Do We Have A Spending Problem?

In a Wall Street Journal interview about fiscal cliff negotiations House Speaker John Boehner quotes President Obama:

“We don’t have a spending problem.”

While the President often says the word “cuts” at his campaign style media events, his next words usually are “so we can make investments in…”  It’s hard to avoid the conclusion that he is still committed to his spending (investment) agenda, that he is not alarmed by huge annual deficits and exploding debt and that he simply is not interested in spending reductions except at the Department of Defense.  In short he really doesn’t believe there is a spending problem.

Liberty Works humbly offers four charts to help the President and his media cheering section realize that there is indeed a spending problem that will soon become a spending crisis. 

The first chart is a history of spending over the past six decades.  After adjusting for inflation spending is up 394% with an alarming spike in the most recent four years. [Continued below the chart]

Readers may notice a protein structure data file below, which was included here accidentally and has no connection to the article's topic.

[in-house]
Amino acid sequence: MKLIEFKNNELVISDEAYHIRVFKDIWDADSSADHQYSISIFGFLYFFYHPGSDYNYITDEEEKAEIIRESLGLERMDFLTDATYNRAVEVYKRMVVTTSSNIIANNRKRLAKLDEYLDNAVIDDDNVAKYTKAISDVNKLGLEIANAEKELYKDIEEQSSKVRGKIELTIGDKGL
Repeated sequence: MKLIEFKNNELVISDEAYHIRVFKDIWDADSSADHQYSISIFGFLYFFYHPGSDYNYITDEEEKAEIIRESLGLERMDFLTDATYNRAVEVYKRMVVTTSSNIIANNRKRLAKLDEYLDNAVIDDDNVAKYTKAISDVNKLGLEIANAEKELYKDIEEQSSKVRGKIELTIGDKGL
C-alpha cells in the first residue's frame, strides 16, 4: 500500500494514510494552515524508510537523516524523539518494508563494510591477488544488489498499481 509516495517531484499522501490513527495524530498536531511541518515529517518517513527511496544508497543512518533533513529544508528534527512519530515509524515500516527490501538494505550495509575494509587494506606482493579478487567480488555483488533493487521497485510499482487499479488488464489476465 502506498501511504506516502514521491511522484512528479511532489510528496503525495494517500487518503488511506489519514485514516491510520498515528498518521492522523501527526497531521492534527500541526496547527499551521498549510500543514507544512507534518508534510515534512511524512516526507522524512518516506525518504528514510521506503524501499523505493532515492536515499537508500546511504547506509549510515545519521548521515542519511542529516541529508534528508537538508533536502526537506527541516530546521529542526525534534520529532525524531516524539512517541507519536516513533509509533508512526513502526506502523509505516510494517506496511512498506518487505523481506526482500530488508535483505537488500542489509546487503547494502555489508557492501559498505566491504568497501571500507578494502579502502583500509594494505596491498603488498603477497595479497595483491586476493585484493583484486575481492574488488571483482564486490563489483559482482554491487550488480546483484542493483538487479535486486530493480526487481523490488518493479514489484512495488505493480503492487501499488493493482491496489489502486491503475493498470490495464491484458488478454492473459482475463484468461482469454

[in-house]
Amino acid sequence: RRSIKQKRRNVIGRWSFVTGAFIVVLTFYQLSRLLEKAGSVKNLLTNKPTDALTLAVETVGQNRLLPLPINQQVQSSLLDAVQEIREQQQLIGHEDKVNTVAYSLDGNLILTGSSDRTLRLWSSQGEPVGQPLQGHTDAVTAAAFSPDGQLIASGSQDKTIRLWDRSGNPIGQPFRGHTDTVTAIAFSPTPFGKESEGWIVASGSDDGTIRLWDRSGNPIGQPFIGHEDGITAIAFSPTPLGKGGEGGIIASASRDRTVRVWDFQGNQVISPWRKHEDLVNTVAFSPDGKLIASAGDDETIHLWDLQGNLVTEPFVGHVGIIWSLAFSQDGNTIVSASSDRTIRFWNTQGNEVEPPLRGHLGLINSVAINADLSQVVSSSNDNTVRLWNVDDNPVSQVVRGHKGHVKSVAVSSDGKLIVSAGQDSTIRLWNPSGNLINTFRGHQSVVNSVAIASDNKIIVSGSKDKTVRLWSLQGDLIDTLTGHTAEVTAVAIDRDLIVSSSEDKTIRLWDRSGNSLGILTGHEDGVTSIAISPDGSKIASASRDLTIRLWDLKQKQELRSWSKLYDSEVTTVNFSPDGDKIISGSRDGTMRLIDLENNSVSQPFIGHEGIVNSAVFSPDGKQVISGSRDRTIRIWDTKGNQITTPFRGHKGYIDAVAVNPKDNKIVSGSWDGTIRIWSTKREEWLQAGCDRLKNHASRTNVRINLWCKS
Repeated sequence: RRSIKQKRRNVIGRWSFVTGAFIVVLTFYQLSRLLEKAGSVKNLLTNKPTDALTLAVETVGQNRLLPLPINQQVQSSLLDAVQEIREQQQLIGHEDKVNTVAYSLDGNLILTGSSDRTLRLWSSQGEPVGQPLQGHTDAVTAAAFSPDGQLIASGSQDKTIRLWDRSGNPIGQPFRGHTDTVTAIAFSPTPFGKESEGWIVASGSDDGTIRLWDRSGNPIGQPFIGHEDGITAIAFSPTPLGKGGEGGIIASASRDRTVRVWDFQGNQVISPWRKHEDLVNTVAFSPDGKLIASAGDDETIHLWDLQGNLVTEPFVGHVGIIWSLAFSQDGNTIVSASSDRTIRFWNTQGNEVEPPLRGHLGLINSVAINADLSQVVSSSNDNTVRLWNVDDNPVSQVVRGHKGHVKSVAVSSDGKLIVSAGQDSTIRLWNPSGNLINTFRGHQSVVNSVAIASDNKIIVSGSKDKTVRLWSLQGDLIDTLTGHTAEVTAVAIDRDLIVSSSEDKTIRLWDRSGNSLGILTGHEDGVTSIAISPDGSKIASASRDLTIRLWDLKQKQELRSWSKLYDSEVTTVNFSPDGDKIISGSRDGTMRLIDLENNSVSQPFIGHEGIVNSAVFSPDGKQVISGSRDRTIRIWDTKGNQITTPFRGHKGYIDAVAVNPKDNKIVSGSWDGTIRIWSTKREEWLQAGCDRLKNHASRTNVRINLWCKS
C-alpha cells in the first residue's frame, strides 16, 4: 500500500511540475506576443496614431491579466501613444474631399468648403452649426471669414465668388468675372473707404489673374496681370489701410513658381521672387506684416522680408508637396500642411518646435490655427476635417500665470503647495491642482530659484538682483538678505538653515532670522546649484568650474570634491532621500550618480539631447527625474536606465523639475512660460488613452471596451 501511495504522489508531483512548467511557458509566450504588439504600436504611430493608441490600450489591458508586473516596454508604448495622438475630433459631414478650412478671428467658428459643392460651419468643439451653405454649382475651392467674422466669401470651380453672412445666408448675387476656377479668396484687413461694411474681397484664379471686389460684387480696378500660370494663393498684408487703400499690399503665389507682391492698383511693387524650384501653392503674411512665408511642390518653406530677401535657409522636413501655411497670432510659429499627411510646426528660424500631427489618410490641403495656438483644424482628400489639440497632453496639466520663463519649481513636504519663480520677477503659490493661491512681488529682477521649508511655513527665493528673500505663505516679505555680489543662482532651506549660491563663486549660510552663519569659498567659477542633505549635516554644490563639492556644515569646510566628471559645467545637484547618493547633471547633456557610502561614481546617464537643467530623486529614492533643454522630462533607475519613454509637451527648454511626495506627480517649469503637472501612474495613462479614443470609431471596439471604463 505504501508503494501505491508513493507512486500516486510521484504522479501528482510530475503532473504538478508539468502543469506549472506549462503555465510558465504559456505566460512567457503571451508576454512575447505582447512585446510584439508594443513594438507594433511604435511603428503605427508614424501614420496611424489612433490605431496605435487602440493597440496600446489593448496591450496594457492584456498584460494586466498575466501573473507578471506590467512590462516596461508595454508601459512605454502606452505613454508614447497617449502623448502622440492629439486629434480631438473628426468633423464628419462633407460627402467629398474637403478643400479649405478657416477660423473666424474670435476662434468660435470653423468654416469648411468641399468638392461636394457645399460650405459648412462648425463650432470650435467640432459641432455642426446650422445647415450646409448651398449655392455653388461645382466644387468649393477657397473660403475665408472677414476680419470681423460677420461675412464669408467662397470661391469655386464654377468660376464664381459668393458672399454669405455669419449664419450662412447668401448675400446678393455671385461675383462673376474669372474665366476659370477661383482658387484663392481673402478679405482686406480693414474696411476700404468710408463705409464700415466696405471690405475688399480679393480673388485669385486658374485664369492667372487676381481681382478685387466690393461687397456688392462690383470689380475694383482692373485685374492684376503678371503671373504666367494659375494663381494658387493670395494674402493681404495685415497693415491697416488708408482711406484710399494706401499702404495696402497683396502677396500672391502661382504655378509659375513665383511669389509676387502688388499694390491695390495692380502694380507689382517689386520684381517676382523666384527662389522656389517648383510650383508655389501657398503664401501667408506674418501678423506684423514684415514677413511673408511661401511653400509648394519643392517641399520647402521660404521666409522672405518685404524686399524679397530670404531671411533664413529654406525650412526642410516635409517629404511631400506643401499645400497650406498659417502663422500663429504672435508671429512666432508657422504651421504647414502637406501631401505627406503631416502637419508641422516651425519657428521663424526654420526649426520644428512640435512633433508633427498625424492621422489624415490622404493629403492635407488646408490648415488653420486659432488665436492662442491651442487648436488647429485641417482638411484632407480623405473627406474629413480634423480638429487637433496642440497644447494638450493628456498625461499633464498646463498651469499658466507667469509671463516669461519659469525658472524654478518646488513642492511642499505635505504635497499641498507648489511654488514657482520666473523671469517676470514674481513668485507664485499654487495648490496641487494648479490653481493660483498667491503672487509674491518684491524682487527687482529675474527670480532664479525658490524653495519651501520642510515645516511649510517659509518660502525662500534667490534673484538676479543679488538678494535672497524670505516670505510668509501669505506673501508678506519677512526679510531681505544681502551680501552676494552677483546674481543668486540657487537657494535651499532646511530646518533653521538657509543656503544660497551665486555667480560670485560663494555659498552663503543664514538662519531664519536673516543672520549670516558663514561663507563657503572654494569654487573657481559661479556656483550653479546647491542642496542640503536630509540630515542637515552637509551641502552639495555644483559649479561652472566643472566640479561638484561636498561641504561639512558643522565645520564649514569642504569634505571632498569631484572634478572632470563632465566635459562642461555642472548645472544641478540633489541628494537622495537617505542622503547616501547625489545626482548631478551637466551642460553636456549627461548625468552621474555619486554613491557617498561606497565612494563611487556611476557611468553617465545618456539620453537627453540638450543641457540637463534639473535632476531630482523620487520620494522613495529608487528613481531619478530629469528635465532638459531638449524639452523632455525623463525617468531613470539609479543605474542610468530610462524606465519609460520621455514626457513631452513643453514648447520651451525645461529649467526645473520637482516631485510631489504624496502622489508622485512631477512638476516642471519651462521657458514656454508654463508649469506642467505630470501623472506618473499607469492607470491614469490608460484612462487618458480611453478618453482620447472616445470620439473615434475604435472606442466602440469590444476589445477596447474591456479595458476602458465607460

The second chart shows spending as a percentage of the economy or GDP.  This is a way to quantify the cost born by the private economy.  This comparison tends to flatten the increases over previous decades but the spike in last four years appears even more alarming because the economy has weakened under the burden of increased regulation, health care mandates and government borrowing. 

When asked what’s to blame for spending and deficits being so high President Obama and the Democrats most often cite defense and “wars not paid for.”  As the next chart  shows, defense is responsible for very little of the total increase.  The real spending problem is is the explosion in the cost of entitlements.  [Continued below the chart.]

The last chart puts the growth in the cost of entitlements in context.  Entitlements are payments to individuals of cash, food stamps, medical services, rent subsidies, etc.  The cost of entitlements should then have some relationship to the size of  the population. But as the chart shows, since 1980 the population has grown 39% while the cost of entitlements, adjusted for inflation, has grown 263%.


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